The 1st of July is the date of Israel’s 1967 annexation of the Jordan valley. What does it mean? If we ask president Donald Trump he will say: “The annexation is good for the Palestinians because there will soon be a Palestinian state.” If we ask Benjamin Netanyahu, he will say: “The annexation is great for Israel. It will add 33 percent of the area of the West Bank to the state of Israel.” If we ask the Arab leaders, some will keep silent and some will support Netanyahu. But if you ask Palestinians, we already rejected it, and here is why.
First, we know that the annexation is the first step of Trump’s peace plan. Second, Netanyahu’s annexation plan will take almost one-third of what we call 1967 areas. In 1948, Israel took 78 percent of all Palestinian ‘mandate’ lands; in 1967, it took what remained of those lands, so that one third will be from the 22 percent of what remained to the Palestinians.
Third, the Jordan valley is an agricultural area with very fertile land. It feeds Palestinians, and some of the food (vegetables and dates) is exported to Jordon, so annexation will bring both economic and nutritional damage. Fourth, annexation means that Israel can do what it wants by ignoring UN resolutions 242 and 338 (the resolutions calling for the withdrawal of Israeli forces from the West Bank, Gaza and all the territories occupied in 1967). Fifth, Netanyahu will take those lands, and the people who live there will remain without rights. Israeli law will apply, enabling Israel to seize even more Palestinian land and making movement for Palestinians even harder.
Netanyahu promises that there will never be a Palestinian state and that Israel will annex more and more land. So for us Palestinians, the annexation is just a continuation of the Nakba (the displacement of Palestinians by the setting up of the Jewish state) that started in 1948, and proves that the catastrophe is a never-ending process even after 73 years. The annexation highlights how weak our leaders are and how divided we are. The only thing the Palestinian National Authority did was to refuse to cooperate with the Israeli military over security coordination.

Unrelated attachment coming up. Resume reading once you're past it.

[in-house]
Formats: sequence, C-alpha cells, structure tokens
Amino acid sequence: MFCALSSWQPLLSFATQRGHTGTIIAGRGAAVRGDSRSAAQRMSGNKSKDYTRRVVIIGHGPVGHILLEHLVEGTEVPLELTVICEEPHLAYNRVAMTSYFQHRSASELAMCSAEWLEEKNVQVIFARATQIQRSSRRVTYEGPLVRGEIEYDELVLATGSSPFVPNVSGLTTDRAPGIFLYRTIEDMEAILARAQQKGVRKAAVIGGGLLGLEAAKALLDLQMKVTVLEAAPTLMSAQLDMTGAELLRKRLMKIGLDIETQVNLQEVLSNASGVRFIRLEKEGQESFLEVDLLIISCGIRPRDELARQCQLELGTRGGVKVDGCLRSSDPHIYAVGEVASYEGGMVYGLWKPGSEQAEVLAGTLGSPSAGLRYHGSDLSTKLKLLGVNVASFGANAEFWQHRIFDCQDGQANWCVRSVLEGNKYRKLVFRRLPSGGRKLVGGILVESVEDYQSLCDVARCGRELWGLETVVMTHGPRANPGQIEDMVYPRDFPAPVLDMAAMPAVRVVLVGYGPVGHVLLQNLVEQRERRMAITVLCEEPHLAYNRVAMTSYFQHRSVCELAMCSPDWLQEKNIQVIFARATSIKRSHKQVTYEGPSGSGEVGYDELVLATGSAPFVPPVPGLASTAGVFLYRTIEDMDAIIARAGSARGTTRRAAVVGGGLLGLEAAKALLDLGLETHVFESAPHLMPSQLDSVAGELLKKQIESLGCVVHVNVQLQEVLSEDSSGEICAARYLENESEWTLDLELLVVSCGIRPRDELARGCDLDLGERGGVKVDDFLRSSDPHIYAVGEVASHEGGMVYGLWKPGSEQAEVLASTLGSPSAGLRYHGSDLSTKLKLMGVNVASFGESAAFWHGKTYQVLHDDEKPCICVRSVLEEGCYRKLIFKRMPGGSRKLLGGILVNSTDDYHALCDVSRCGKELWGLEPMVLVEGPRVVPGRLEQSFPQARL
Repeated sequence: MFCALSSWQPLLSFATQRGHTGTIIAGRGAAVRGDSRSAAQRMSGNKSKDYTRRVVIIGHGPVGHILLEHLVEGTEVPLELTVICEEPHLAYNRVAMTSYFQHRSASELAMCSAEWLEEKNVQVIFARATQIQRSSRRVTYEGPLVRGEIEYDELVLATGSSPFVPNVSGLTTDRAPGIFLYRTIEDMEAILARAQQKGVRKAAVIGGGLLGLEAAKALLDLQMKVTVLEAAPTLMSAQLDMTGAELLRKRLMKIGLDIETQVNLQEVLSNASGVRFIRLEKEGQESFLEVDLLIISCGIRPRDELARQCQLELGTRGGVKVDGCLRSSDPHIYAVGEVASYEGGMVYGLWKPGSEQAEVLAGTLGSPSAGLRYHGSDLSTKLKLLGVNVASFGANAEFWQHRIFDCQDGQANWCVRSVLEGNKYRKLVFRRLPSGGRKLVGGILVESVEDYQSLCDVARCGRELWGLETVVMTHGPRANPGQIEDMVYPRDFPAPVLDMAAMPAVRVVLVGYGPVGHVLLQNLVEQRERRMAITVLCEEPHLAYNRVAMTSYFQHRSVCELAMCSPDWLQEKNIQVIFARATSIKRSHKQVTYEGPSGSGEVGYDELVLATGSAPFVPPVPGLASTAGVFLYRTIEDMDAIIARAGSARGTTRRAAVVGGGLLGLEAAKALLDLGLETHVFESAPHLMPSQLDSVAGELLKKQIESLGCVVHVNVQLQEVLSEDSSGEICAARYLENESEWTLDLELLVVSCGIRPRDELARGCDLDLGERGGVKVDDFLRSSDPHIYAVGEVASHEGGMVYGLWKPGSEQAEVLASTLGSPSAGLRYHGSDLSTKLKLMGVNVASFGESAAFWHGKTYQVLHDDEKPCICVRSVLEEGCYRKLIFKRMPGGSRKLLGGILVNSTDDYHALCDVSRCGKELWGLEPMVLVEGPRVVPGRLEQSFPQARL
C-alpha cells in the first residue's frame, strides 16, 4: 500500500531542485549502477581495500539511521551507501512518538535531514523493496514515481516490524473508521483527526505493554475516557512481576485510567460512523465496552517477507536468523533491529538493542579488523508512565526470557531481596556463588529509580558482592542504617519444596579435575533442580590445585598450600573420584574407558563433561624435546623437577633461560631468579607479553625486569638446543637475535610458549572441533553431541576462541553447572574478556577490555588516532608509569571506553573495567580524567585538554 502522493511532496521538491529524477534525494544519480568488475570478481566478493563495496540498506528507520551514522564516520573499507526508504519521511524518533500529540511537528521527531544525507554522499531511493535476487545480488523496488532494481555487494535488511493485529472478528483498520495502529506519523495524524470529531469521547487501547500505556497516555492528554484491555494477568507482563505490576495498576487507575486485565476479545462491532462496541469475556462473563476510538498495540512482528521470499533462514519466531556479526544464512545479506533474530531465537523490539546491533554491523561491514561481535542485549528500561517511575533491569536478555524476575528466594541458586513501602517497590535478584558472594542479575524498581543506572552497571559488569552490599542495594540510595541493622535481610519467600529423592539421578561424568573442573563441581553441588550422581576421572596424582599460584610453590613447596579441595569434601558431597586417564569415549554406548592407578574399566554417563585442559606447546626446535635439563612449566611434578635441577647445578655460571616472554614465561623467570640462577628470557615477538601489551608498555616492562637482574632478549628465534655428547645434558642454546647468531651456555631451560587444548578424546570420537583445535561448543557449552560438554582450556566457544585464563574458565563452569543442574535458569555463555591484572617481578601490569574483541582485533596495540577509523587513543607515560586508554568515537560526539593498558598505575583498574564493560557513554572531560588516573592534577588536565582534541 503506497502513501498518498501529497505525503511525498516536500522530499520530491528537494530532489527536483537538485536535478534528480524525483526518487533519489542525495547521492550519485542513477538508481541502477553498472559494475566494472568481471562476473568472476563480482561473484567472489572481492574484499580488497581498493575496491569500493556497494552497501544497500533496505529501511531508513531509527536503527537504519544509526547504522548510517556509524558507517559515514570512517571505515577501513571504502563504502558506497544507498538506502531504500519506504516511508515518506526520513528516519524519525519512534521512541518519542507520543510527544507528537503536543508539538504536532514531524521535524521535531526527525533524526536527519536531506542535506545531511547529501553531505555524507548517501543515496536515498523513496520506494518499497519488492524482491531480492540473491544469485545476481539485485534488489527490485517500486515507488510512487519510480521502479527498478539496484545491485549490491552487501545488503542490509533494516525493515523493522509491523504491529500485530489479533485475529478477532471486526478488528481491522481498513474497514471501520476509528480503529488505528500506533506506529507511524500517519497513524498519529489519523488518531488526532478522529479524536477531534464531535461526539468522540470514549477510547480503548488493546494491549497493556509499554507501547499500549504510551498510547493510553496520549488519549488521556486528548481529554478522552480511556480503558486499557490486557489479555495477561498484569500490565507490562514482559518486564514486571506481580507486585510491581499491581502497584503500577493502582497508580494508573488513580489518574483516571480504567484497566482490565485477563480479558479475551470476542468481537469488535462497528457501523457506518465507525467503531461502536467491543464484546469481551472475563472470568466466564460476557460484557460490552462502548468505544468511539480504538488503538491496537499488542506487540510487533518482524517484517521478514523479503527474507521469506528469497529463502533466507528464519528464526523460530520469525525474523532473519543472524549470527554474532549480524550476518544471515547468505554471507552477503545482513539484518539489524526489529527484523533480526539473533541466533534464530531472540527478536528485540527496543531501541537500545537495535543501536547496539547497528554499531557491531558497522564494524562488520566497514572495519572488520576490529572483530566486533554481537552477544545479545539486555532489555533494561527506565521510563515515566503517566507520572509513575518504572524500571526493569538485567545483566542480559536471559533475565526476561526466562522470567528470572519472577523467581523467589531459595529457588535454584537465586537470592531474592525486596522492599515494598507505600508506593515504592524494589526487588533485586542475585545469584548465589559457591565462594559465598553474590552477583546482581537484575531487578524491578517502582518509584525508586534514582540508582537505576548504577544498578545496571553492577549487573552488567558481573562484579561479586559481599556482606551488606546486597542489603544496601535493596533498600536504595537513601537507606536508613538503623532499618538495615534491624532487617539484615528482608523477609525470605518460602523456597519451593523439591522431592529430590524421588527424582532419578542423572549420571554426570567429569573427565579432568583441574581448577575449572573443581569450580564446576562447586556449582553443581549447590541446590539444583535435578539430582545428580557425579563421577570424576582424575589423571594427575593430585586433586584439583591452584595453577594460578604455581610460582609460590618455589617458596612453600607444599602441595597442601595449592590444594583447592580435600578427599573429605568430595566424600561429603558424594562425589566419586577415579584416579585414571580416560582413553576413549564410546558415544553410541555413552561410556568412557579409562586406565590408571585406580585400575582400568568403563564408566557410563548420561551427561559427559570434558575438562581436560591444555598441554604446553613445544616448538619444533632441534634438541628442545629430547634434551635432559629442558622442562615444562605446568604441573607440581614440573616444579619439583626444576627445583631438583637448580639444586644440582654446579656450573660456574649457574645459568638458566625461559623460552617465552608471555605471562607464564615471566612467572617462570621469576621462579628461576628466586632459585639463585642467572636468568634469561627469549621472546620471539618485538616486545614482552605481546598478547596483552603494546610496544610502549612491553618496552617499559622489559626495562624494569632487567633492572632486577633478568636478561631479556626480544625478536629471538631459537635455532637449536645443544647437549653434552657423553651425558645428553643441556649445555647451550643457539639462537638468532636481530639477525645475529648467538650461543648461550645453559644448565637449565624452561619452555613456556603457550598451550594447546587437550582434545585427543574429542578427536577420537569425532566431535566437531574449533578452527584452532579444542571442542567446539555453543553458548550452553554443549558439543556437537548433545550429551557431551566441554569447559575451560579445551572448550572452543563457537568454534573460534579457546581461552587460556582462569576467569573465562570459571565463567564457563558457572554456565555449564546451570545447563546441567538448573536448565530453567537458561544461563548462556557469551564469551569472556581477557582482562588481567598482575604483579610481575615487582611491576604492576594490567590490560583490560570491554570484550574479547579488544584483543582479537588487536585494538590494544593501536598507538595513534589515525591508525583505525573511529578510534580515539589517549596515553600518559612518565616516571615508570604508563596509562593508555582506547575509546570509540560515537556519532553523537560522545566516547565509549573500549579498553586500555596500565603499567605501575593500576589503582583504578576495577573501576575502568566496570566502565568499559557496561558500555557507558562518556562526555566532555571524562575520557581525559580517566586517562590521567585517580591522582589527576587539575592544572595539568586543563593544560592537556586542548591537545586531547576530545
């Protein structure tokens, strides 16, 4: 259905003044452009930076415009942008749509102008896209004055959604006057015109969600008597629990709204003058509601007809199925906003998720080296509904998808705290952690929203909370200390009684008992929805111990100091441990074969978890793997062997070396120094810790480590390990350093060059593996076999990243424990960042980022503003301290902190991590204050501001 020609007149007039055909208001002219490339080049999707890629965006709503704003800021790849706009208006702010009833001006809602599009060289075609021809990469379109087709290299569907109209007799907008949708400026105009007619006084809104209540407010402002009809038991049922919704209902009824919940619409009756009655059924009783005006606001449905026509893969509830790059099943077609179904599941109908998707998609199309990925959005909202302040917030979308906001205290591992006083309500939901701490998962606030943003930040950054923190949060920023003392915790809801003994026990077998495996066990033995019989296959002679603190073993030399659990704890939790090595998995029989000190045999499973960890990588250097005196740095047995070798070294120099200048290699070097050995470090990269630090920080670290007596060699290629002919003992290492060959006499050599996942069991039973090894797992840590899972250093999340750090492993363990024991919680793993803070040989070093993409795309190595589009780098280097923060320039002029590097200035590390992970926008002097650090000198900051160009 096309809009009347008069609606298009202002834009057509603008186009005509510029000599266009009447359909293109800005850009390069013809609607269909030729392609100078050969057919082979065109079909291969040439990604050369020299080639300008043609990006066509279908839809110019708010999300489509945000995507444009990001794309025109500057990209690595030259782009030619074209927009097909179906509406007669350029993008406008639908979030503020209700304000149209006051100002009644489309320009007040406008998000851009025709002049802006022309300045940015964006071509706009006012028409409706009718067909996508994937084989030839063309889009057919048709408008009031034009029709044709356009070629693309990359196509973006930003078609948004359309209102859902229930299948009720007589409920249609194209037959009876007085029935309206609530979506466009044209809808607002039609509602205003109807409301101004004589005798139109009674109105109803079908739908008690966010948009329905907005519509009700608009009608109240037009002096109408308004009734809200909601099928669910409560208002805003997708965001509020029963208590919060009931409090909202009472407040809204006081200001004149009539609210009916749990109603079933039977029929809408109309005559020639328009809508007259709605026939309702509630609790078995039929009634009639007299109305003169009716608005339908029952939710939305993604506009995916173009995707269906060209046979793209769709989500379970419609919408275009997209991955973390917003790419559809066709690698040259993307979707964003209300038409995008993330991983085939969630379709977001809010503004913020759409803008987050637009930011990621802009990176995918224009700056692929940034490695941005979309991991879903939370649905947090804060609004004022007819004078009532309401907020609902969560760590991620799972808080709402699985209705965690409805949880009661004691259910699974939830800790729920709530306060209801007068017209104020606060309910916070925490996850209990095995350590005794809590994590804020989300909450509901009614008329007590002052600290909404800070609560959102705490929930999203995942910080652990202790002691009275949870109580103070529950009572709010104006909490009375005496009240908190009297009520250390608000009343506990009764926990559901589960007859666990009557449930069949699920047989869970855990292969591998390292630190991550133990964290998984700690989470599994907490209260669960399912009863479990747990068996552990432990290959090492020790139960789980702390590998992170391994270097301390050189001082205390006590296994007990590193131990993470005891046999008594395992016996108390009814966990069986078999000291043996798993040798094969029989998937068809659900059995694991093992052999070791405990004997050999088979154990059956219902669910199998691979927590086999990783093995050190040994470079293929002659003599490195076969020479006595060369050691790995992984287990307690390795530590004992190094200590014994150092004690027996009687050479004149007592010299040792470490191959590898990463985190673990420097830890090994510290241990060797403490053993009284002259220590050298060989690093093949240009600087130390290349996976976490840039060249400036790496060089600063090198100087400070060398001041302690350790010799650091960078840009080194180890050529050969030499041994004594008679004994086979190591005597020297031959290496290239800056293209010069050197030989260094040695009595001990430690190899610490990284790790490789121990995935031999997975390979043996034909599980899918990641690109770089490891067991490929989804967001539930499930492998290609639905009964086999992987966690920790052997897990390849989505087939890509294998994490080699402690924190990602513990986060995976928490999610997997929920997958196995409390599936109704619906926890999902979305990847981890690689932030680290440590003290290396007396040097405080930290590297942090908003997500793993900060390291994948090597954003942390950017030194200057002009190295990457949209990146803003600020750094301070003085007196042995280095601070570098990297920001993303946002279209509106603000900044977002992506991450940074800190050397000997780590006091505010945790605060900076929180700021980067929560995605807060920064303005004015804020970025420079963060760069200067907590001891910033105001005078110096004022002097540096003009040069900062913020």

The very real threat that Israel will invade the West Bank if there is resistance continues to hang over our heads. The Israeli media claims the PNA started to burn documents before they reached the Israelis, by which we understand that Israel will invade the West Bank if there is resistance.
In Gaza, the Hamas leadership is waiting for Qatari charity money to stave off hunger for two million Palestinians. What will we do given that Covid-19 dominates everything, and that Trump and Netanyahu seem able to do anything? This is especially so given that many Arab countries, such as Saudi Arabia and the United Arab Emirates, are allies of Israel and therefore will not lift a finger to help the Palestinians.
But sometimes out of the darkness comes light. That light is the anti-racist upsurge in the of George Floyd. The world can see that we are all George Floyd, that we do have power. On 6th June, Israeli Border Police carried out the brutal killing of Palestinian Eyad Hallaq in East Jerusalem, a young man on the autistic spectrum.
The anger at this fed into a thousands of people attending a protest against annexation that would normally have drawn only hundreds. This was a major success for the Israeli left. The organisers and protesters linked the anti-annexation protest.
The organisers and protestors did their best to align the anti-annexation protest with the rising tide of the Black Lives Matter demonstrations in American cities and around the world. They waved ‘Palestinian Lives Matter’ placards, demanded ‘Justice for Eyad’ and confronted police with slogans such as ‘Who are you really guarding?’ The power of the people and international solidarity with the Palestinians have the potential to stop the annexation, and to achieve justice for Palestine and for all.